Each time Ronnie Leber stepped on a scale and saw his weight creeping back up, he knew exactly what to do. The Atkins Diet combined with every other day visits to the gym always seemed to work. A few weeks later, he would weigh himself again, and breathe a sigh of relief that 10 or 15 pounds had come off. But it was a vicious cycle. Soon, those lost pounds were back.
“I didn’t like the person I had become,” says Leber. “I was tired, moody and had no energy. When I did go to the gym, the people working out around me always asked if I was okay because I was breathing so heavily. It was embarrassing and discouraging.”
When his weight peaked at 296 pounds in June 2015, Leber acknowledged it was time to get serious about losing weight; he needed a permanent solution. He put a call into the Bariatric Surgery Center at MedStar Franklin Square Medical Center and scheduled an initial consultation with Christopher You, MD. That appointment not only changed, but, most importantly, saved his life.
“Dr. You explained my options and recommended the gastric sleeve procedure because it’s less invasive, typically results in a quicker recovery and would allow a guy like me to lose about 100 pounds,” Leber explains. “The decision to have surgery is a big one, but it felt right. I wanted to make the changes and get my life back.”
In the months leading up to his surgery, Leber attended seven weight management group meetings, met with a dietitian and psychiatrist, and underwent a series of screenings and tests to assure he was ready—physically as well as mentally and emotionally— and he was. Dr. You performed his surgery on Jan. 28, 2016, and within a few weeks, he started to feel like the person he had aspired to be for as long as he could remember.
“As the weight came off, I started to feel like a new person,” he says. “I had energy and wanted to start going out and doing things again instead of just parking on the couch to watch television or football games. I started eating the right portions of the right kinds of foods and going to the gym not because I had to, but because I wanted to.”
Now age 78, Leber walks close to five miles every other day, always with a smile, and often while striking up a conversation with a friend or fellow gym-goer who is beside him on the elliptical machine or treadmill at the gym. The man who was once out of breath as he took a 20 or 30 minute walk is nowhere to be found. When he opens his closet to get dressed, the size 3XL shirts and size 48 pants get pushed a little further toward the back. Instead, his new wardrobe is front and center, consisting of standard size large shirts and size 34 pants. Today, when Leber steps on the scale, the number he sees—179, give or take a pound or two—is one he is proud of. And that isn’t the only number that continues to go down in the Leber household.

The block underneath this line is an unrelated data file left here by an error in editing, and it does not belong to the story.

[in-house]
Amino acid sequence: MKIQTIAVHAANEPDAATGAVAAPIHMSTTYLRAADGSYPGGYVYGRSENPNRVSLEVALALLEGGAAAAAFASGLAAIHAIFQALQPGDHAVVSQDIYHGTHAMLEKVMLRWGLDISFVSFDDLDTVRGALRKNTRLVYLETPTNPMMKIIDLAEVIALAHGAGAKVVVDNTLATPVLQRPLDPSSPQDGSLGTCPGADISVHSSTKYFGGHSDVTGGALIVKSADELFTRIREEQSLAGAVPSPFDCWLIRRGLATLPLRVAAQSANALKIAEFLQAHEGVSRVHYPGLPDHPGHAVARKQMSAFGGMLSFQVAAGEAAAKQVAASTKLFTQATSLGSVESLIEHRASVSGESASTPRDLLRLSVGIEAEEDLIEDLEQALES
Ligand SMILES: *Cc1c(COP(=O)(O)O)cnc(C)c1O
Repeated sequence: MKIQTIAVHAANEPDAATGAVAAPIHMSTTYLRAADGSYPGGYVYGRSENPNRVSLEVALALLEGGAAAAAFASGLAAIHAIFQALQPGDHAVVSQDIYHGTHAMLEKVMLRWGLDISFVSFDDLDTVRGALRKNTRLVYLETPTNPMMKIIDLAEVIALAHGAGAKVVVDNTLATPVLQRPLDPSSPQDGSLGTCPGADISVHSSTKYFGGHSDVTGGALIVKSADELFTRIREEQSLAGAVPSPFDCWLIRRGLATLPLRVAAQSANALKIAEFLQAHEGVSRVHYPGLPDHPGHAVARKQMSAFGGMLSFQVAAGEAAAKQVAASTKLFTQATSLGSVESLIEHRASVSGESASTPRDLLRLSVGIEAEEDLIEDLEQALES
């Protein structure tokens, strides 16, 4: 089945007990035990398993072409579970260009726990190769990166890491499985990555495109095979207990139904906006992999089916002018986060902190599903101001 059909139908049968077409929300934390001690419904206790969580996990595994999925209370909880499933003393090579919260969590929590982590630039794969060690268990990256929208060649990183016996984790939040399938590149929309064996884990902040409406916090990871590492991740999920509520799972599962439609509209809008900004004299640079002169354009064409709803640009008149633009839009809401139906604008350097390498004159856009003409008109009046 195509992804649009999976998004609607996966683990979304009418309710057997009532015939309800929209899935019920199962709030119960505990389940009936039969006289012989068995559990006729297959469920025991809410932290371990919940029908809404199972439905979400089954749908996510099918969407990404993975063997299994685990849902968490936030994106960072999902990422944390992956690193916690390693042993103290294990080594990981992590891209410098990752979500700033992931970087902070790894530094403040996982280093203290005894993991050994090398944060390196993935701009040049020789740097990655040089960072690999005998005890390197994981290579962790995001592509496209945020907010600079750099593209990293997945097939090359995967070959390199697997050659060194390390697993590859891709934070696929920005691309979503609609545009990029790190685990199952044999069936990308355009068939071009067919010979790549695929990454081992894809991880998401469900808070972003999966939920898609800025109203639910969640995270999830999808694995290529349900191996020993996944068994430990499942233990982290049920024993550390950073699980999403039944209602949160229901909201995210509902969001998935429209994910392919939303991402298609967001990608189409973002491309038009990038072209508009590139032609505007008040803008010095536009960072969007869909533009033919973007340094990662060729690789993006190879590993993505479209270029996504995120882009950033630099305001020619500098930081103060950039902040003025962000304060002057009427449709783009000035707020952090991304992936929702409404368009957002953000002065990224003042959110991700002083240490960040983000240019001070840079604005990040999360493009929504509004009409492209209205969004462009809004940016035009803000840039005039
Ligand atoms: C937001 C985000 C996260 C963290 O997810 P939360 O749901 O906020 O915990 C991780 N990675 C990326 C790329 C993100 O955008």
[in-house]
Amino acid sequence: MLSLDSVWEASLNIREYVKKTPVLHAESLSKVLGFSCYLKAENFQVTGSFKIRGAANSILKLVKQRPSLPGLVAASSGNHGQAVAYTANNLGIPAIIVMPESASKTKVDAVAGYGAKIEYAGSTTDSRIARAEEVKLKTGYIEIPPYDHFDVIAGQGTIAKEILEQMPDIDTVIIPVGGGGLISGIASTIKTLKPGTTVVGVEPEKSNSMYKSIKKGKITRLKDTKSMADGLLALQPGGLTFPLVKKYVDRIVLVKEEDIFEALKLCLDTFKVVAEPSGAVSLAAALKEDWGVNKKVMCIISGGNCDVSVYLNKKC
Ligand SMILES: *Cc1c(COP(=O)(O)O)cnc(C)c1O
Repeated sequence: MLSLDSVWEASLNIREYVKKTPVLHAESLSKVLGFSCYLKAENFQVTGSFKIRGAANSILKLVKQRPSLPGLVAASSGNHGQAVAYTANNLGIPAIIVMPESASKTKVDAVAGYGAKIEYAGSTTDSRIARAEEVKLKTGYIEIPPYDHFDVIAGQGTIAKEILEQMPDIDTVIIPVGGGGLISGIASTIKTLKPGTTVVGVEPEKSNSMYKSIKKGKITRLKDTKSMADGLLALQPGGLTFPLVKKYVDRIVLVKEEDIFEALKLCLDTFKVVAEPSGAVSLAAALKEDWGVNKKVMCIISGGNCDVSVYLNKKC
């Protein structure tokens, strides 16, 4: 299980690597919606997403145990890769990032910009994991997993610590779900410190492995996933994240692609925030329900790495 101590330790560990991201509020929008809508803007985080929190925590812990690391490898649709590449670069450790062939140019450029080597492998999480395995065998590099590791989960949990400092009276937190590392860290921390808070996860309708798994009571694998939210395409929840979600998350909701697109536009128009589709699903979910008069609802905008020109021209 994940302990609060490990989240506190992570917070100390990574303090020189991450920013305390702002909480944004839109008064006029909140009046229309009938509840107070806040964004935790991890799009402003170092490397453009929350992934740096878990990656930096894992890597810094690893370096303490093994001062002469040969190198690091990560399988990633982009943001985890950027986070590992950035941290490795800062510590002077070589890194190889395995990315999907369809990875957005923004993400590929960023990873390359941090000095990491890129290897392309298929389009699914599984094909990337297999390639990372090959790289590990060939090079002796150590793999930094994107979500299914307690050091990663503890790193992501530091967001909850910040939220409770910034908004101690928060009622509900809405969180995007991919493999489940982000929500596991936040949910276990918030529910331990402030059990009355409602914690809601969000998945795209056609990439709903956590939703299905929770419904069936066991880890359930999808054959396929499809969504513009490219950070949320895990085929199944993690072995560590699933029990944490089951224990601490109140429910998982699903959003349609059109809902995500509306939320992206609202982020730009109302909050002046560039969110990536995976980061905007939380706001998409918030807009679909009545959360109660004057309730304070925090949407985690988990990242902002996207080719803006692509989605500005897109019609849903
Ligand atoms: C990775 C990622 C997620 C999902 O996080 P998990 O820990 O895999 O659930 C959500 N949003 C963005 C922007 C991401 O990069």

“We are saving close to $400 per month, because we are spending much less each time we go to the grocery store,” says Pat Leber, who is also making wiser nutritional choices these days in support of her husband’s lifestyle changes. “We are eating smaller portions and are no longer loading up on sweets the way we used to. Now, it’s all about protein, fruits and veggies.”
Dr. You, a board-certified bariatric and general surgeon and one of Baltimore magazine’s Top Docs, also serves as co-director of the robotic surgery program at MedStar Franklin Square. He notes that Leber’s success exemplifies why age should not be a barrier for people who are considering surgical weight loss.
“Ronnie is in his late 70s, but he had a lot of medical issues that could be resolved through surgery. He made a commitment to make positive changes and now he can look forward to a longer, better and happier life,” says Dr. You.
He explains that many misperceptions still exist about bariatric surgery and the impact it will have on life and, specifically, meal time, for those who love food. Dr. You and his team work hard every day to educate prospective patients so that the best possible personal health decisions can be made.
“Some people think that if they have the surgery they will never again be able to enjoy the foods they love,” Dr. You says. “After surgery, most people can tolerate almost every kind of food—eventually. The key is to incorporate foods back into your diet gradually, with portion control being a key priority. You will never be able to sit down and eat half of a pizza again in one sitting, but you can certainly have a slice. The difference is that after surgery, most people find that one slice is completely satisfying and filling.”
Leber can attest to Dr. You’s statement. While he is no longer taking in quite as many poached eggs with bacon for breakfast, chicken nuggets for lunch or steak and potatoes for dinner, he is still enjoying meal time, every day. He’s even acquired a taste for healthier foods that he once didn’t like.
“I haven’t had to completely cut out the foods I enjoy,” he says. “I am just eating much smaller portions, and I am feeling and looking better because of it.”
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